By Jack de Menezes
Sam Warburton has found himself at the centre of a political spat after a Plaid Cymru MP questioned how the flanker can captain the Wales national team following his admission that he feels “British”.
In the build-up to this weekend’s crucial Six Nations encounter between England and Wales, Warburton was speaking in response to claims from the opposite camp that the Welsh were fuelled by “hatred” when it comes to their rivalry.
Warburton captained last summer’s successful British and Irish Lions Tour of Australia, and in his claims he said that the players all got on well Down Under. Both England scrum-half Danny Care and wing Jack Nowell have attempted to stoke the flames ahead of the hotly-anticipated encounter, but Warburton – whose parents are both English – stressed that he has no ill-feeling towards the English.
“Both my parents were born in England, so I can't think that way at all,” Warburton had said. “I think people make a bigger thing out of it.
“All the lads went on the Lions tour and got on well with the English boys. If someone asked me my nationality (on that tour), I would say British.
“The players love (playing England) because the atmosphere is so good. They are massive games, but hate is a strong word.”
However, Labour’s Jonathan Edwards MP criticised Warburton via social media and questioned how Warburton can lead out the side if he doesn’t consider himself Welsh.
“I really find it difficult to understand how someone who does not consider themselves to be Welsh can be captain of the national rugby side”, Edwards wrote on his Twitter account.
His comments were quickly criticised by fellow-Labour MP’s, with Owen Smith, the shadow Welsh secretary, saying: “"I commend Sam Warburton for simply telling the truth about the proud, shared identities he has, as a Welshman and a British citizen.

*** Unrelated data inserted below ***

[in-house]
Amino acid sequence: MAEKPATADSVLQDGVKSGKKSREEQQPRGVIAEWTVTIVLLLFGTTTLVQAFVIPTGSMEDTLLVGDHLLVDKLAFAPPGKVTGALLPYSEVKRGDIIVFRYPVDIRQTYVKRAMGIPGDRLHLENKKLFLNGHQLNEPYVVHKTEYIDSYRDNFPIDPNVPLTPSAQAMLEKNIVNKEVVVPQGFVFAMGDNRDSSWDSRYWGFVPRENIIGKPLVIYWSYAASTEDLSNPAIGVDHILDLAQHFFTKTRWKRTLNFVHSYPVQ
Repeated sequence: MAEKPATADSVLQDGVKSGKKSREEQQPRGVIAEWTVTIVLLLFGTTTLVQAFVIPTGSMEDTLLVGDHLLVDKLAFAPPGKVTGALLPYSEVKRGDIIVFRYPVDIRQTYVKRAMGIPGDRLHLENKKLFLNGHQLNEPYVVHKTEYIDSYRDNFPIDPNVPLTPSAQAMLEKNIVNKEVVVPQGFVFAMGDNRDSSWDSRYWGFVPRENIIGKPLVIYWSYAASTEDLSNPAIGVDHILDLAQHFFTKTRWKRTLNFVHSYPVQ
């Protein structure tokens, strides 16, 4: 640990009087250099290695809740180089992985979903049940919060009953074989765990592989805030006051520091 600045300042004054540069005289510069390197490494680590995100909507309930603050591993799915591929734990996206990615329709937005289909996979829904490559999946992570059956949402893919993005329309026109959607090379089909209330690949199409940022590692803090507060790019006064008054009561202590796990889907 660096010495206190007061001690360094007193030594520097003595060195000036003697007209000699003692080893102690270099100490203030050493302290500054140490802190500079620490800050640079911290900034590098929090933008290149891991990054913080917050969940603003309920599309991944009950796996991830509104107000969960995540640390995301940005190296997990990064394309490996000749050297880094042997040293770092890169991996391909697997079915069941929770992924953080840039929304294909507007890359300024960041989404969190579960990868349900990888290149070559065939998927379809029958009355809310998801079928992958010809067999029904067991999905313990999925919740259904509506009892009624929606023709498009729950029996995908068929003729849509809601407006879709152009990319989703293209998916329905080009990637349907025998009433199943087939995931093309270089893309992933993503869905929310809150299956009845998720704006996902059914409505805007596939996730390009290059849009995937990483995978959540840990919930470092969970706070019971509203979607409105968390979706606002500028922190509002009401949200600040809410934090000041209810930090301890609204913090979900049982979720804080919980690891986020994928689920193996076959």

“And I equally condemn Plaid Cymru for daring to challenge Sam's role as captain of Wales in light of his feeling of belonging to both Wales and the wider UK.
“I feel exactly as Sam does, as do millions of Welshmen and women in Wales and across the World.
“And anyone who has seen Sam play, both as captain of Wales and as captain of the British Lions, can be in no doubt about the commitment and the passion with which he pulls on either shirt.
Edwards later backtracked on his comments and released a statement in which he said Warburton was right to try and defuse to situation.
“Sam was doing his best to de-fuse the unfortunate jibes coming from the England team that Welsh players were motivated by hatred when playing the old enemy,” said Edwards.
“He was right to do so. There is no room for hatred when representing Wales in sport or in politics or any other walk of life for that matter.
“It's about pride in our country, people, heritage and culture.”
He later tweeted: “One thing we can all agree on is that Sam is a great player and we're all hoping for a Welsh win on Sunday.”
Speaking to The Independent after the triumphant Lions tour, Warburton admitted that he could have played for England given his heritage, but from the first moment he pulled on a Wales shirt his mind was made up.
“My dad was born in London, but his family were from the north hence the name Warburton,” he said. “My mum was born in Somerset but she had a Welsh mother and father so I’m pretty much 50/50.
“As soon as I played for the Welsh Under-16’s I thought I could never cross over. But you do toy with the idea while you’re growing up, you think ‘Oh I could play’. My dad would always support England when it came to football, so I never really grew-up with the same sort of mentality of the English as a lot of the Welsh do. I didn’t really have that sort of grudge.
“So I never felt that really because I always used to support the England football team. But if you ask any Welshman who they support in football it’s probably an English club, so it makes you realise you’re kind of being a bit of a hypocrite. But no, it was always Wales for me since I played for Wales for the first time.”
Warburton will lead Wales out at Twickenham on Sunday as they look to maintain their quest for an unprecedented third consecutive Six Nations crown. With both Ireland and France joining England and Wales on two wins apiece, the victor at HQ will go on to compete for the championship in next weekend’s final round.Reuse content